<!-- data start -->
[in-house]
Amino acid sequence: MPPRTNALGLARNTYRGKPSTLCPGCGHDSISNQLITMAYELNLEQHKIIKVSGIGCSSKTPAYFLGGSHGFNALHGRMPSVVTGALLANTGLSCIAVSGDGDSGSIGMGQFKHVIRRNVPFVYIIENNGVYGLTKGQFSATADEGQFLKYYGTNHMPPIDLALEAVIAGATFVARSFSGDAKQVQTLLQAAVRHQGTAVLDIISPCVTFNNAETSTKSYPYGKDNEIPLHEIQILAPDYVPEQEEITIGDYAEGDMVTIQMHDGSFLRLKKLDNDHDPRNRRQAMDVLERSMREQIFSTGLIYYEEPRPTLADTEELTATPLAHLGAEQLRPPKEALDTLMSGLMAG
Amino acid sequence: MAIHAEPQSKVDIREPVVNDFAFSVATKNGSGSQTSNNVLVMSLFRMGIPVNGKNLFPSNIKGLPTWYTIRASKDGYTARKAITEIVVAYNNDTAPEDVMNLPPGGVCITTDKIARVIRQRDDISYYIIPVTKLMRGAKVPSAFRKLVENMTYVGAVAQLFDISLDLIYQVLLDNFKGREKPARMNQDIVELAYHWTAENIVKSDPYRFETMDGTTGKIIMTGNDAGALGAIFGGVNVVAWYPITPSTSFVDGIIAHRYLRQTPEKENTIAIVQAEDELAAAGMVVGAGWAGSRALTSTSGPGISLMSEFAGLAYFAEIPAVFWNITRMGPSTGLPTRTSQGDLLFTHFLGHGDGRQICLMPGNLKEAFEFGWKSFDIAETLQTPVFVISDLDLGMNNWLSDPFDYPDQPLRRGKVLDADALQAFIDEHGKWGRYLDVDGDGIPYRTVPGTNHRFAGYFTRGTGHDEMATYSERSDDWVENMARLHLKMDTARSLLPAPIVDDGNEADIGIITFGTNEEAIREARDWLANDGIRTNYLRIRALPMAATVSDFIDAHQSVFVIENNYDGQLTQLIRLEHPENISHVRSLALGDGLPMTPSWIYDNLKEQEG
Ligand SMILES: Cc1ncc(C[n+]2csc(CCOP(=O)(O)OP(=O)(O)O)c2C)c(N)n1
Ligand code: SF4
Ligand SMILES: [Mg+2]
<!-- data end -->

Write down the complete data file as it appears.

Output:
[in-house]
Amino acid sequence: MPPRTNALGLARNTYRGKPSTLCPGCGHDSISNQLITMAYELNLEQHKIIKVSGIGCSSKTPAYFLGGSHGFNALHGRMPSVVTGALLANTGLSCIAVSGDGDSGSIGMGQFKHVIRRNVPFVYIIENNGVYGLTKGQFSATADEGQFLKYYGTNHMPPIDLALEAVIAGATFVARSFSGDAKQVQTLLQAAVRHQGTAVLDIISPCVTFNNAETSTKSYPYGKDNEIPLHEIQILAPDYVPEQEEITIGDYAEGDMVTIQMHDGSFLRLKKLDNDHDPRNRRQAMDVLERSMREQIFSTGLIYYEEPRPTLADTEELTATPLAHLGAEQLRPPKEALDTLMSGLMAG
Amino acid sequence: MAIHAEPQSKVDIREPVVNDFAFSVATKNGSGSQTSNNVLVMSLFRMGIPVNGKNLFPSNIKGLPTWYTIRASKDGYTARKAITEIVVAYNNDTAPEDVMNLPPGGVCITTDKIARVIRQRDDISYYIIPVTKLMRGAKVPSAFRKLVENMTYVGAVAQLFDISLDLIYQVLLDNFKGREKPARMNQDIVELAYHWTAENIVKSDPYRFETMDGTTGKIIMTGNDAGALGAIFGGVNVVAWYPITPSTSFVDGIIAHRYLRQTPEKENTIAIVQAEDELAAAGMVVGAGWAGSRALTSTSGPGISLMSEFAGLAYFAEIPAVFWNITRMGPSTGLPTRTSQGDLLFTHFLGHGDGRQICLMPGNLKEAFEFGWKSFDIAETLQTPVFVISDLDLGMNNWLSDPFDYPDQPLRRGKVLDADALQAFIDEHGKWGRYLDVDGDGIPYRTVPGTNHRFAGYFTRGTGHDEMATYSERSDDWVENMARLHLKMDTARSLLPAPIVDDGNEADIGIITFGTNEEAIREARDWLANDGIRTNYLRIRALPMAATVSDFIDAHQSVFVIENNYDGQLTQLIRLEHPENISHVRSLALGDGLPMTPSWIYDNLKEQEG
Ligand SMILES: Cc1ncc(C[n+]2csc(CCOP(=O)(O)OP(=O)(O)O)c2C)c(N)n1
Ligand code: SF4
Ligand SMILES: [Mg+2]